Maternity-related plasticity in circadian rhythms of bumble-bee queens

Ada Eban-Rothschild, Selma Belluci, Guy Bloch*

*Corresponding author for this work

Research output: Contribution to journalArticlepeer-review

24 Scopus citations


Unlike most animals studied so far in which the activity with no circadian rhythms is pathological or linked to deteriorating performance, worker bees and ants naturally care for their sibling brood around the clock with no apparent ill effects. Here, we tested whether bumble-bee queens that care alone for their first batch of offspring are also capable of a similar chronobiological plasticity. We monitored locomotor activity of Bombus terrestris queens at various life cycle stages, and queens for which we manipulated the presence of brood or removed the ovaries.We found that gynes typically emerged from the pupae with no circadian rhythms, but after several days showed robust rhythms that were not affected by mating or diapauses. Colony-founding queens with brood showed attenuated circadian rhythms, irrespective of the presence of ovaries. By contrast, queens that lost their brood switched again to activity with strong circadian rhythms. The discovery that circadian rhythms in bumble-bee queens are regulated by the life cycle and the presence of brood suggests that plasticity in the circadian clock of bees is ancient and related to maternal behaviour or physiology, and is not a derived trait that evolved with the evolution of the worker caste.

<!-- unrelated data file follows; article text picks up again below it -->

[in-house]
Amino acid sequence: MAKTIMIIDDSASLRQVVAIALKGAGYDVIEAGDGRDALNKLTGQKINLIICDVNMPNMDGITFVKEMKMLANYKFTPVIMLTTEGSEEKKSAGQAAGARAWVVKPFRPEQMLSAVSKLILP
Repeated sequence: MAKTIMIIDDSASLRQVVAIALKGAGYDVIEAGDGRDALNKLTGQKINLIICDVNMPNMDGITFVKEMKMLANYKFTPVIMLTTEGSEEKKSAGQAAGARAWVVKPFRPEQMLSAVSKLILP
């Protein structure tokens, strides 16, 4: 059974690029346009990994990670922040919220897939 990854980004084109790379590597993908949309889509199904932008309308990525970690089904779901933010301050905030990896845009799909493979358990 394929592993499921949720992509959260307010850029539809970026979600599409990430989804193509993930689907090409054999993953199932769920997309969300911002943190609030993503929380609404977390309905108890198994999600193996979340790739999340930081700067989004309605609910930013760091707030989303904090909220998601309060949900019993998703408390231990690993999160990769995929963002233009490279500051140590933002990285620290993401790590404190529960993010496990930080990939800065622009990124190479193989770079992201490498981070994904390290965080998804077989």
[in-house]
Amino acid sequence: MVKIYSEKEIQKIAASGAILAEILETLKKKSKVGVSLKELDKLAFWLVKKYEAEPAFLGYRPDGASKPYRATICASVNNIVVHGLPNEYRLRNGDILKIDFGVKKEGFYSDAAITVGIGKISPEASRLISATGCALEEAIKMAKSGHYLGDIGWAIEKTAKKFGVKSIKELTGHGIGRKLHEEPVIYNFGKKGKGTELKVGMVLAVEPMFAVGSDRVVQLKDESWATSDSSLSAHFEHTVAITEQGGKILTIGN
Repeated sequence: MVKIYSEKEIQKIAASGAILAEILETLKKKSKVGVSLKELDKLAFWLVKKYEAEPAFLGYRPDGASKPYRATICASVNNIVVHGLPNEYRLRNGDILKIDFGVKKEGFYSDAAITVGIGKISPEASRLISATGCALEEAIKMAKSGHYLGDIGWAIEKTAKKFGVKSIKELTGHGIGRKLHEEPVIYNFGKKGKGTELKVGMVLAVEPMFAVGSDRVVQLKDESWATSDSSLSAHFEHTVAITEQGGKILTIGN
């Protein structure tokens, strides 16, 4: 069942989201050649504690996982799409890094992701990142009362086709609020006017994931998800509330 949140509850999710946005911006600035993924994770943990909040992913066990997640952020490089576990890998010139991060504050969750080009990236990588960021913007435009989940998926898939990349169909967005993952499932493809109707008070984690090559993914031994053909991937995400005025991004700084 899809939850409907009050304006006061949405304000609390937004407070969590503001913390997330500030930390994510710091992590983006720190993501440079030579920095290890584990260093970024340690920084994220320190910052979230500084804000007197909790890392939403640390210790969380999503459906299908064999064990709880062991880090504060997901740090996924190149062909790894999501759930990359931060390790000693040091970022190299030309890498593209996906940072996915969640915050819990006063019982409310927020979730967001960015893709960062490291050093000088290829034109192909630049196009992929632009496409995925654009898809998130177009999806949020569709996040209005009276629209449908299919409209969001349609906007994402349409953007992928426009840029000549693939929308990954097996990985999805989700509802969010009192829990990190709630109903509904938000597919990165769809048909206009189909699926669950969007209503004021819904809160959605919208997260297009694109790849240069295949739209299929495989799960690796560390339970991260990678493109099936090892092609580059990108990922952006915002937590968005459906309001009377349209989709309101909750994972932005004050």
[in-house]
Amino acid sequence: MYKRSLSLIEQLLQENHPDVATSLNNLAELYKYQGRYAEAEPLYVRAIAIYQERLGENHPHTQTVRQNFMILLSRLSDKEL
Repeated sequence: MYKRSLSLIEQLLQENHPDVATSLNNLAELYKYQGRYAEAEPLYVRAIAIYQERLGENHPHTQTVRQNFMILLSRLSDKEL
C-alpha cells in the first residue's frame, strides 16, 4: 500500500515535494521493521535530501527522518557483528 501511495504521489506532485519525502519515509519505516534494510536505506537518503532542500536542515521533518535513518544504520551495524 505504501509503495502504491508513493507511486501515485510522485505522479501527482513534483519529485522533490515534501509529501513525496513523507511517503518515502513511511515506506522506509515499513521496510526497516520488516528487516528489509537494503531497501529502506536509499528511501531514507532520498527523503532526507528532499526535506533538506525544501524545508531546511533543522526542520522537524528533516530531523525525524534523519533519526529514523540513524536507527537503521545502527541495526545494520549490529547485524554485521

Original languageAmerican English
Pages (from-to)3510-3516
Number of pages7
JournalProceedings of the Royal Society B: Biological Sciences
Issue number1724
StatePublished - 7 Dec 2011


  • Bombus terrestris
  • Circadian rhythms
  • Maternal behaviour
  • Plasticity
  • Social evolution


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